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Yesterday's New York Times ran an article disclosing the rise and spread across the United States of "superweeds" that have developed resistance to the herbicide Roundup. The article comes with a nifty interactive timeline map charting the spread of Roundup resistance into at least 10 species of weeds in 22 states. Uh oh.
Roundup is Monsanto's clever way to encourage use of genetically modified (GM) crops. The company bioengineers the crops to resist Roundup. Farmers can dump Roundup on the soil or plants. In theory, only the GM crops will survive and farmers won't have to use a lot of more toxic herbicides. In practice, this won't work if weeds develop Roundup resistance and flourish too. Then farmers have to go back to conventional herbicides to kill the Roundup-resistant weeds.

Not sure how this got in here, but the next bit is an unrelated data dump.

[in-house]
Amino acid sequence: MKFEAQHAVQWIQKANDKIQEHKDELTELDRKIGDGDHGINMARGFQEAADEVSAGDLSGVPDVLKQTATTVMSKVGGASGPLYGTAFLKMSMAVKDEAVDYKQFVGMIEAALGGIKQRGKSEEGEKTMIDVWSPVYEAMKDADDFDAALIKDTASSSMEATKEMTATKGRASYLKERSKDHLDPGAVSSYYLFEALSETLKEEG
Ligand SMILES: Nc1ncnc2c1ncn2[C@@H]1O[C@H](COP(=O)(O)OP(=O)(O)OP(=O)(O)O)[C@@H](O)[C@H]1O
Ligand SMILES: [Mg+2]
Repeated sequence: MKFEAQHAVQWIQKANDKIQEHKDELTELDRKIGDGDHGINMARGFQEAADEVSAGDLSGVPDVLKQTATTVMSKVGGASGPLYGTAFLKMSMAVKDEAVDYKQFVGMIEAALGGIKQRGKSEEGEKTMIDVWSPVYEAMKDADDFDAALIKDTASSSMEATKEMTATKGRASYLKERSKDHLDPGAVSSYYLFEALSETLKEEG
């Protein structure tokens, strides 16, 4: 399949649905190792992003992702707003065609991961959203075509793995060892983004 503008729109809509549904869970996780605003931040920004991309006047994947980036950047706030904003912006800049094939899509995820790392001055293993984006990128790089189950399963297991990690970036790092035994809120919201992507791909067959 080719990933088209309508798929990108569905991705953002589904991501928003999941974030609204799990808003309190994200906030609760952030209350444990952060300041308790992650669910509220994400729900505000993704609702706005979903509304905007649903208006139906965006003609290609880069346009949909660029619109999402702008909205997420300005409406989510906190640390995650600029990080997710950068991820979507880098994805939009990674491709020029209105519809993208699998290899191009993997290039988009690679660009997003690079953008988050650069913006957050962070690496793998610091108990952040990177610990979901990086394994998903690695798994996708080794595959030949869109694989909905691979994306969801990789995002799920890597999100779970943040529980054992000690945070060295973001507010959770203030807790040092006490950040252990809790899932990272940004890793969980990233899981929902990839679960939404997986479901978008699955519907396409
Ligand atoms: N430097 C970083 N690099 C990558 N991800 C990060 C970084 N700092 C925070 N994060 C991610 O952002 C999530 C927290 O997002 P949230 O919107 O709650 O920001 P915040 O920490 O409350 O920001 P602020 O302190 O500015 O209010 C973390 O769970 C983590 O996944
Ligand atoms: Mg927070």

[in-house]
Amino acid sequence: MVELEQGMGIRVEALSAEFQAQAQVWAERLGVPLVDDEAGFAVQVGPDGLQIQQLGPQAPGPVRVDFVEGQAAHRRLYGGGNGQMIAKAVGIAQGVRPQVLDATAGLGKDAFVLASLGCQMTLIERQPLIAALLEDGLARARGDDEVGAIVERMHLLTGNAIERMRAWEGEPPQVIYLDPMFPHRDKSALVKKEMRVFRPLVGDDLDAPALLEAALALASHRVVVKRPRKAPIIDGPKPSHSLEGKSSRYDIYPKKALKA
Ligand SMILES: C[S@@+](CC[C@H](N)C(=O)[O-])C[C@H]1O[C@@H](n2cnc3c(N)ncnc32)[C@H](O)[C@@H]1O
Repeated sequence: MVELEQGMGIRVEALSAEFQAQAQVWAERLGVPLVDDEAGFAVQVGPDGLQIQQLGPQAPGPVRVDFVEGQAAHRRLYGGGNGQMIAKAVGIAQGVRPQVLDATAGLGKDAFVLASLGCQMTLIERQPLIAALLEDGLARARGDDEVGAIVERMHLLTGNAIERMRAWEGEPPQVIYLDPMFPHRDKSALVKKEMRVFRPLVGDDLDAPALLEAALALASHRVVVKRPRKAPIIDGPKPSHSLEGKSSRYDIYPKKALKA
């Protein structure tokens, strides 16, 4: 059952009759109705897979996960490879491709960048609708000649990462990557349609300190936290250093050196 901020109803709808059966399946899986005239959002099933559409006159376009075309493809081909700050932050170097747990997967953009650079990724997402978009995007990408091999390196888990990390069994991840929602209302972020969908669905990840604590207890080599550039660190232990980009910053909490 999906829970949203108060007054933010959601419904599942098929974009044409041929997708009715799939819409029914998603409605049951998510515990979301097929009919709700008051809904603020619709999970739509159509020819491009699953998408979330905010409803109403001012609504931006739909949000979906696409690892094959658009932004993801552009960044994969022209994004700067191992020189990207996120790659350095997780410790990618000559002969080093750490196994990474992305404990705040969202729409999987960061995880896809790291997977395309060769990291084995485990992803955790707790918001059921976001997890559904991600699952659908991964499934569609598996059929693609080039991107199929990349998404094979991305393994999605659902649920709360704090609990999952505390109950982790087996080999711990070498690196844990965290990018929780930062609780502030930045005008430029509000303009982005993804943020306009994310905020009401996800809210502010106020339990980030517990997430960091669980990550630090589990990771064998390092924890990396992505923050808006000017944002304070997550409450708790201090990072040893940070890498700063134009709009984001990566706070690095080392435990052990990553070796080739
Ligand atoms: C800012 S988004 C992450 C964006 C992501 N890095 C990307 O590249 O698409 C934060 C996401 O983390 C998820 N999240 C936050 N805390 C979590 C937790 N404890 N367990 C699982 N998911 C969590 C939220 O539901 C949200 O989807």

In 1996, Jane Rissler and Margaret Mellon of the Union of Concerned Scientists, wrote "The Ecological Risks of Engineered Crops" (based on a report they wrote in 1993). In it, they predicted that widespread planting of GM crops would produce selection pressures for Roundup-resistant weeds. These would be difficult and expensive to control.
At the time, and until very recently, Monsanto, the maker of Roundup, dismissed this idea as "hypothetical."